WN: How does it feel to be coming home after the huge success you have had with the show on Broadway, particularly when the show had it’s first beginnings here at Sheridan College and then the sold-out run at the Royal Alex last year?

IS: It’s practically unbelievable. When we started at Sheridan – and even at the Royal Alex – there’s no way we could have had any idea how far this would go. We originally hoped it might play in Canadian high schools because it had historical content and many characters, and now to have it playing in two countries every night, it’s beyond our wildest dreams – but it is such a testament to the power of the story that we’re telling. That’s what we fell in love with in the first place and it’s thrilling to see so many others feel the same way.

DH: As a kid who grew up on Canadian folk music, there’s something really exciting about seeing this story and these traditional instruments brought back and celebrated by a Canadian cast – especially in the town where we were first started. It means the world to share it with the community that supported us while we were obsessed with telling this story and following every opportunity that came our way.

Irene Sankoff and David Hein. Photo by Sankoff and Hein.WN: I understand you have an all-Canadian cast for this remount, which is exciting. Did you find that you looked for different qualities – or did you discover different casting possibilities in the process this time around?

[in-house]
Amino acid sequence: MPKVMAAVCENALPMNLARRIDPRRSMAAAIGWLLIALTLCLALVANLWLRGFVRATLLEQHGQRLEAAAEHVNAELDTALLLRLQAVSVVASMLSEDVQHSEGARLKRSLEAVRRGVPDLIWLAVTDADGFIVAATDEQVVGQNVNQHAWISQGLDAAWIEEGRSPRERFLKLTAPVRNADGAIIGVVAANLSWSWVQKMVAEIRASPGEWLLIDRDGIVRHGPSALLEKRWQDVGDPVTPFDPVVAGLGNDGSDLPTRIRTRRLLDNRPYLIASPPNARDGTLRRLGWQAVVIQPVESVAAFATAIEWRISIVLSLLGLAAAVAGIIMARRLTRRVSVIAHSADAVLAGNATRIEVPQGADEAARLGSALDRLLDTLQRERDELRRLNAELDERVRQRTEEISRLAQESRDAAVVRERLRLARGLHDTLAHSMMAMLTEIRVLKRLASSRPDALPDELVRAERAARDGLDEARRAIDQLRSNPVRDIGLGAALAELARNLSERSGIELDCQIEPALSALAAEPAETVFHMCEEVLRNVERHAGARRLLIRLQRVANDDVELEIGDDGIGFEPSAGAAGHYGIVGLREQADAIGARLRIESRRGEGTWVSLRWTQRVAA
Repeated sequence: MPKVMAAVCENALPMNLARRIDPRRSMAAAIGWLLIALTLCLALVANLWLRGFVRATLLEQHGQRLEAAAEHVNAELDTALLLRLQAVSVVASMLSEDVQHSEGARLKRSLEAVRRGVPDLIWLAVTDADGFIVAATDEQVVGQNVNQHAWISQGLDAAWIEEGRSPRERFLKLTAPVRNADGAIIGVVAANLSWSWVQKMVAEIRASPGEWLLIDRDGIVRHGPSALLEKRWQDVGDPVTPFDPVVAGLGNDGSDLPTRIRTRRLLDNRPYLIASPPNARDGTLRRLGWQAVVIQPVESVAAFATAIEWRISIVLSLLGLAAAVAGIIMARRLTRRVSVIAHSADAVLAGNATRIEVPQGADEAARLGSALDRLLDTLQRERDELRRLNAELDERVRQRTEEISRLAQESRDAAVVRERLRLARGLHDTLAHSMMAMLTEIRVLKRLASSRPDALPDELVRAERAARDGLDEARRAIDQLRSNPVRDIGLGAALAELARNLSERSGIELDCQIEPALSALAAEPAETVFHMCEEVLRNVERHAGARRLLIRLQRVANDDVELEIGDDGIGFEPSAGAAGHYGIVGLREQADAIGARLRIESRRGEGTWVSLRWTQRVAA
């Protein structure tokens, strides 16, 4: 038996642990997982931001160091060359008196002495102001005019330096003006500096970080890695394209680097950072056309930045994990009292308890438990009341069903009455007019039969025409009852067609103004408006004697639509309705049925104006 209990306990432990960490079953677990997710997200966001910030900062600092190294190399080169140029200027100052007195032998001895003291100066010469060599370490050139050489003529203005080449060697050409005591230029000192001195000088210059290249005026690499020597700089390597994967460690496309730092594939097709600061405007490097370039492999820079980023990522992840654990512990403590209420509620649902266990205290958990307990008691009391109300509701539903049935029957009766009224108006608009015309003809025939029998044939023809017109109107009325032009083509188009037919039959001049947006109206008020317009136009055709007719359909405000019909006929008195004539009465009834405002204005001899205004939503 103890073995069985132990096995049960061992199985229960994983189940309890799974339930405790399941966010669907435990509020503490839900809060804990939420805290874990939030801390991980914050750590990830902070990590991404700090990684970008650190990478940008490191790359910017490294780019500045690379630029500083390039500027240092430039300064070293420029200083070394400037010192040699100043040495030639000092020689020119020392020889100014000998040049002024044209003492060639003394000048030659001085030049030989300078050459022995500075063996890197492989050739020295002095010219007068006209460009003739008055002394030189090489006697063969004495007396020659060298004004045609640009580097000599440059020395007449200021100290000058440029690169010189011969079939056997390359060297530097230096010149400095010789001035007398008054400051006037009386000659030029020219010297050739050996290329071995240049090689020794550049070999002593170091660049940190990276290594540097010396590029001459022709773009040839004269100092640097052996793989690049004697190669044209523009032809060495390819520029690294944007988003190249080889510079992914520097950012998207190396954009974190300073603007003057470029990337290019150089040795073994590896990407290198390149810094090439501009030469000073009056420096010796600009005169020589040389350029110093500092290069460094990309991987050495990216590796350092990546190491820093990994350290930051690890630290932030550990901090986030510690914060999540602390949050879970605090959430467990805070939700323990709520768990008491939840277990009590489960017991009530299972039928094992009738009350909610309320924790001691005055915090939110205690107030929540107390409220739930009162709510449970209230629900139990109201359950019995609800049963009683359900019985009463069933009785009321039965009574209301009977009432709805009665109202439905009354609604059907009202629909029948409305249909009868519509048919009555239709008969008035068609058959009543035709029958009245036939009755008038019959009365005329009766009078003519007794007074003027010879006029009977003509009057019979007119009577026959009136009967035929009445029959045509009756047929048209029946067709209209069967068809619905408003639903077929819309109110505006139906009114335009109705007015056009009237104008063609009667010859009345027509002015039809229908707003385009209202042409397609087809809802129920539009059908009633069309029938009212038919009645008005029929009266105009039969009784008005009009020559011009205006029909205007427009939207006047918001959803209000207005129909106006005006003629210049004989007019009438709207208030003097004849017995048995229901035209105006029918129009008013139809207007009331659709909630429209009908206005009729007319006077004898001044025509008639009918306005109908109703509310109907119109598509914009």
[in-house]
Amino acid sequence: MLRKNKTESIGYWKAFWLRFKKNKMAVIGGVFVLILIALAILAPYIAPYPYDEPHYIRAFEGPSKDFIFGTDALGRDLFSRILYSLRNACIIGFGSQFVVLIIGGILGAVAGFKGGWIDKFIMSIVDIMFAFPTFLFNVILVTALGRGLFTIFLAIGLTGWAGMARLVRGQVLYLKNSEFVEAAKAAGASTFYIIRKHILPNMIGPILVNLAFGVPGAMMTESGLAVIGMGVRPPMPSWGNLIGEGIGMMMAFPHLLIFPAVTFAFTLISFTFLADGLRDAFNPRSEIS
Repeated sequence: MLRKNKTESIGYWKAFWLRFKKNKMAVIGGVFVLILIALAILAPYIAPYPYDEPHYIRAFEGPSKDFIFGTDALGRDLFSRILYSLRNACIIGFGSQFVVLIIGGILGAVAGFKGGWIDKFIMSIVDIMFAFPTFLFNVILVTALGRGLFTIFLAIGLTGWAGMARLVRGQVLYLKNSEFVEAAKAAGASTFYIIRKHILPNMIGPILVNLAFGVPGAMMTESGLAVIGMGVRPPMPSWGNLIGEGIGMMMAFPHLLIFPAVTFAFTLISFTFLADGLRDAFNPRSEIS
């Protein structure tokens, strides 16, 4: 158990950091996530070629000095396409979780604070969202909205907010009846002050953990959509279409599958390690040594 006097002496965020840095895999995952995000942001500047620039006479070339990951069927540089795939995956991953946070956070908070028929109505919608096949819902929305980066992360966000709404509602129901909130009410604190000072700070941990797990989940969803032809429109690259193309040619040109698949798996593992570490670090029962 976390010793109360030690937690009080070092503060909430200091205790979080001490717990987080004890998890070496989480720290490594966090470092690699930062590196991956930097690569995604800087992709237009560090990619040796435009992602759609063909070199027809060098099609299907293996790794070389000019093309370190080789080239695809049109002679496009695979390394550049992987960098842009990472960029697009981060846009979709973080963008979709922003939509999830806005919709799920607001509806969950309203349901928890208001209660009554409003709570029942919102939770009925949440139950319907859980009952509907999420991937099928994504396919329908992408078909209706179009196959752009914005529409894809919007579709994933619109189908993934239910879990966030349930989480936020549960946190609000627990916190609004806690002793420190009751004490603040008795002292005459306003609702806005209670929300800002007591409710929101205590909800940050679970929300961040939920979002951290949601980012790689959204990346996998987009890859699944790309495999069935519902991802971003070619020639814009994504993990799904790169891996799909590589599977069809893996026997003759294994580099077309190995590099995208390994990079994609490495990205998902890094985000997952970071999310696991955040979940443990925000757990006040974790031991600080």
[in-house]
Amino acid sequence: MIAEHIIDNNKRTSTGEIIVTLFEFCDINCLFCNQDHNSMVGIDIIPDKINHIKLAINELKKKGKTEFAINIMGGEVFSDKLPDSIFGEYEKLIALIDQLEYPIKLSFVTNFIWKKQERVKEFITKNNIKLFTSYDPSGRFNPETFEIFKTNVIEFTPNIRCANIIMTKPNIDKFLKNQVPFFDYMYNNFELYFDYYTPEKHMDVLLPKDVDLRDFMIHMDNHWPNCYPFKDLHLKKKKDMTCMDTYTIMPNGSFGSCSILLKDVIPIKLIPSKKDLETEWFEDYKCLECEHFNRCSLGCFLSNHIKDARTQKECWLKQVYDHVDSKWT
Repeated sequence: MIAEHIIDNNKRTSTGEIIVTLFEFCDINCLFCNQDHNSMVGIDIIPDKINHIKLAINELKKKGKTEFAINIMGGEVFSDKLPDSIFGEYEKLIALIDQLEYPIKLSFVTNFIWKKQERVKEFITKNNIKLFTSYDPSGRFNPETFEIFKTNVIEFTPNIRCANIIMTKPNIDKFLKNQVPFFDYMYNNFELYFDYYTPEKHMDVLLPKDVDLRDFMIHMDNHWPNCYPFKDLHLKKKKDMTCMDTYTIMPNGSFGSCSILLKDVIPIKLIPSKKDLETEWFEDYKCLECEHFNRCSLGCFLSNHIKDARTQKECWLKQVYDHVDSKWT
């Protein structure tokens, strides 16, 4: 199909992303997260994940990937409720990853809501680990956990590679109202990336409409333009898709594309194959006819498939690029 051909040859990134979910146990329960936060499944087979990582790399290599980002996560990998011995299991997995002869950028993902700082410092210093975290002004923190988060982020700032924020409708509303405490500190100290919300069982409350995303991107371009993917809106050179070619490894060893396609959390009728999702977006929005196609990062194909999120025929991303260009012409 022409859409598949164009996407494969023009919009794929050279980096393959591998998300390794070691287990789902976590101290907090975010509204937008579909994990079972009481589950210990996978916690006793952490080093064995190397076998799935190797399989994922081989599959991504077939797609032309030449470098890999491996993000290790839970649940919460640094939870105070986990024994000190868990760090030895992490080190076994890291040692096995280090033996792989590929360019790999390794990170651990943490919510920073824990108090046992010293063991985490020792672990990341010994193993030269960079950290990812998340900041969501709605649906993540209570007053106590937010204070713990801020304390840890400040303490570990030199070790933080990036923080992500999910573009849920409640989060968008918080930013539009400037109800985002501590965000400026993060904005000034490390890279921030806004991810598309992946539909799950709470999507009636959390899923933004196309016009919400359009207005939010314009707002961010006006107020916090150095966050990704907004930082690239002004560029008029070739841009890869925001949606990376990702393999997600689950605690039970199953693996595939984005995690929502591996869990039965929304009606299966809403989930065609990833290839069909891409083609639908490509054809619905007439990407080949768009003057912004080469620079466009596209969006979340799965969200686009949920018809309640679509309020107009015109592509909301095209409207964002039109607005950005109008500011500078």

DH: Many of these performers we’ve either worked with before or have admired their work – some were new to us. It’s such a joy watching them create and invent it again. Chris Ashley, our director, really let the cast work through it organically.

IS: When we first cast the show, we all agreed that we weren’t looking for dopplegangers of the real people – and when we cast it in Canada again, we weren’t looking for copies of the Broadway cast. What’s so exciting, within this intricately detailed and blocked-out show, is how much interpretation each actor can bring. That, and apparently their Newfoundland accents are a little better.

WN: Is there anything else new or different in the show compared to the original production that we can expect? I understand that there is at least one new song.

IS: There is! As we were leaving the Royal Alex, we recorded the cast album in the last week. (I think it’s the only Grammy-nominated Original Broadway Cast Album recorded in Canada.) Chris had been asking us for another song for one of the characters since La Jolla Playhouse two years earlier, but we didn’t feel like we had a real way in to that character until a couple weeks prior to recording when we spent an afternoon with her and her family. Suddenly this new song appeared, about a mother being far away from her son. It was recorded for the album before it was ever put in front of an audience, which was risky.

DH: And yet now – we can’t imagine the show without it! It feels like we’ve made a million tiny changes, right up to opening night – but in so many ways it’s the same true stories which made us laugh and cry and cheer out, in Newfoundland – and it’s so wonderful to return to celebrate everything that’s happened on this crazy journey.